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Selected Alpine Climbs in the Canadian Rockies

Selected Alpine Climbs in the Canadian Rockies. Sean Dougherty. Rocky Mountain Books, Calgary, Alberta. 1991. 320 pages. 129 marked photos. Several sketch maps. Soft cover. $19.95.

It is a truism that the younger crowd always believes that its predecessors didn’t know much of anything and didn’t do anything really of note. Thus the condescending tone of this book. In evaluating it, it is difficult to be impartial and objective when one reads in the foreword that previous works of this sort were done “primarily by poorly-informed nonresidents.” Thus are gratuitously dismissed 70 years of efforts by Howard Palmer, J.M. Thorington, Bill Putnam, Chris Jones and the present reviewer. Nonresidents all, who participated in exploration and first ascents in the Canadian mountains, and the chronicling thereof, before very many Canadian climbers had emerged from the primeval slime. (Is “nonresident” used because many of the people associated with this book are themselves not native-born Canadians?) Certainly Schliemann knew a lot more about Troy than the Turks who farmed amongst its stones. Why is it necessary to put others down in order to elevate oneself?

To be fair, I am poorly-informed about many of the recent, highly-technical routes put up in the past 10 or 20 years by climbers several generations younger than myself. And it is on these routes that the author has done a useful piece of work, judging from those with which I am familiar. Indeed, he would have been well-advised to concentrate solely on these modern routes, relegating the normal routes to the descent. He is not sufficiently selective. 200 routes is too many, but of course he and his publisher are seeking as large a market as possible. Even Rébuffat in his classic selection of routes in the Mont Blanc massif—an infinitely richer venue—keeps it to 100.

Speaking of selection, except for the remote “musts” like Assiniboine or Clemenceau, the orientation is toward climbs easily accessible from the road, especially rock routes in the Kananaskis or in the vicinity of Banff. Why no mention of routes in the Royal or Mummery or Freshfield or Alexandra or Chess or Sir Alexander Groups? Ah, because they require a long bash or they are in British Columbia, or both—and this book was subsidized by an agency of the Alberta government. There are a number of routes that I would inject in preference to some that are included: Mount King George by the east face of Val Fynn (he wasn’t a Canadian either, simply the best climber of his time in Canada!); the traverse of Mount Balfour; Mount Mummery; the traverse of the three central peaks of the Lyells (if not all five); the north face of Mount Brazeau (oh, so many days from the road); Mount Hooker (again many days from the road); the traverse of Mounts Shipton, Chettan, and Irvine; and little old Mount Parnassus in the Fryatt.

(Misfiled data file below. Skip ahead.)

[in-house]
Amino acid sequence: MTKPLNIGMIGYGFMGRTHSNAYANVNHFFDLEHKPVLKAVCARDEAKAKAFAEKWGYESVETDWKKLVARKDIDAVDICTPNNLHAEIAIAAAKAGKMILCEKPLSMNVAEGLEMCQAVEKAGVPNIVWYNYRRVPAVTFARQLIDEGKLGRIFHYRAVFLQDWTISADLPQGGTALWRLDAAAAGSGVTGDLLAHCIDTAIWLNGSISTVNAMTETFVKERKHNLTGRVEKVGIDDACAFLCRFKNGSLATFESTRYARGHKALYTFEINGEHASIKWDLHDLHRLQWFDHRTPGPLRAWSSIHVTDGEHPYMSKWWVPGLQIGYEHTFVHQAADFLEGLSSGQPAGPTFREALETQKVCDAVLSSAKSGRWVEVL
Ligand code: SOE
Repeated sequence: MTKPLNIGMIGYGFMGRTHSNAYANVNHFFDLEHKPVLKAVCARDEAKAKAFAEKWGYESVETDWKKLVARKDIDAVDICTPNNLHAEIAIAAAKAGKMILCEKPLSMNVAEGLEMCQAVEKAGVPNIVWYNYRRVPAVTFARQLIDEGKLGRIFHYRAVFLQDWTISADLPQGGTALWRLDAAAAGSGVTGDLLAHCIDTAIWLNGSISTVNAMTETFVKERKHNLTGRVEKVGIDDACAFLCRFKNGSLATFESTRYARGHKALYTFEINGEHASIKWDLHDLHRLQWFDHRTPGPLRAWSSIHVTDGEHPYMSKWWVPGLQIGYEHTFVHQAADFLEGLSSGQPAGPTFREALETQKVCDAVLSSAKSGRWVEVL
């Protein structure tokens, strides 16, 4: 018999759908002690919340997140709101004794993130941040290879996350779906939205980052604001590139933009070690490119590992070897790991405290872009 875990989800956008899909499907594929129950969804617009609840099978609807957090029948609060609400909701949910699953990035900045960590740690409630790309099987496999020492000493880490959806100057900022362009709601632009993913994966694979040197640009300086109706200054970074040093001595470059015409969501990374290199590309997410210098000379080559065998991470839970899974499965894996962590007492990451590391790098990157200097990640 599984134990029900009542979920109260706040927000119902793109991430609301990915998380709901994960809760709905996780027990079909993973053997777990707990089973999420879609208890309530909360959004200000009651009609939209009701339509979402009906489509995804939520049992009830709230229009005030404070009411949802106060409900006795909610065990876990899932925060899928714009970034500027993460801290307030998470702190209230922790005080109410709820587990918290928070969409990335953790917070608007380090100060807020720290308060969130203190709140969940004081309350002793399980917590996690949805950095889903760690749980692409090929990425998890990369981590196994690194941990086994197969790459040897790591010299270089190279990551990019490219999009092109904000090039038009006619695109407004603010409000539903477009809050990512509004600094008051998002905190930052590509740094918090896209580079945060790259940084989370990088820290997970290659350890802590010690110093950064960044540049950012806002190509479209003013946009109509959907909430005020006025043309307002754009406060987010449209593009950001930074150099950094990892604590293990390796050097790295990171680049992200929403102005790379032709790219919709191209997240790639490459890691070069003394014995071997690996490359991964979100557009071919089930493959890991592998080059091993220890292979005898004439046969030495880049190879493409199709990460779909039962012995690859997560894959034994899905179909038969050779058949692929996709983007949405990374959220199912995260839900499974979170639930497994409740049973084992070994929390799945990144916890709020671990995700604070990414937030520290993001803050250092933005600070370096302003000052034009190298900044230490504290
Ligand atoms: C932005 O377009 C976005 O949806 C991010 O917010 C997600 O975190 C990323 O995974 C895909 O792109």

The author is inconsistent too. He talks about avoiding shit piles and then selects Pinnacle and Mitre, both of which I remember as classic examples of the genre. Nor do I remember any 5.5 pitch on the latter; had there been any such difficulty on that loose crap, I would have not dared to try it. And except for Mount Fay and Deltaform, why mention the rest of the ten peaks except as part of the complete traverse? In fact, the route on Mount Fay to which my name is attached fits the crappy description as well. The author is altogether too casual about the generally dreadful rock in the Lake Louise district, which can provide a frightening experience for the climber who comes from afar.

As part of his castigation of the pre-existing AAC guidebooks, which his book presumes to replace, the author writes “often the information about the way up is incorrect!” Mr. Dougherty will find that errors are an occupational hazard in guidebook writing. To wit: after climbing the north face of Mount Belanger, any reasonable person will descend on the south side rather than go back down his up route. (2) After surviving the east face of Mount Babel (IV, 5.10, A1 ), the climber is advised to descend by the north ridge (III, 5.5) when it is a walk-off via the south ridge and an hour or so to the Colgan hut. (3) Mount Bryce is big, remote, and difficult by any route, yet no mention is made of the easiest route off, which goes down the south glacier and traverses easy ledges in the direction of Thompson Pass. It’s all in the old book. (4) No rappels are necessary to descend the west face of Mount Columbia, nor are there any descent anchors in any case. (5) For those intrepid souls who complete the grand central couloir on Mount Kitchener’s north face, it is suggested that they descend by the east ridge (a route I recommend in the upward direction), rather than walk off the back on the normal route. Maybe these heroes never loose their composure and never get tired? And it would be nice if my name were spelled correctly, but doubtless that’s part of the put-down.

The most positive feature of this book is the profusion of well-marked photographs, which will be helpful to even those who are not hard men. Some other good things: the somewhat complicated and worthwhile, descent of Mount Victoria to Lake O’Hara via the Huber Glacier is well described. Mount Hector, a real “dog” in summer, is described, and suggested, as a ski ascent, as are several of the Columbia Icefields summits. The author has done a service in ferreting out information, which doesn’t appear in the journals, about recent difficult climbs from those who have done them. For those modem climbers who like to drive from place to place, bagging those climbs which build a reputation, this is probably a useful book. But for the traditional recreational mountaineer, who simply enjoys the outdoors rather than being an athlete, it is not a substitute for the comprehensive old guidebooks.

Robert Kruszyna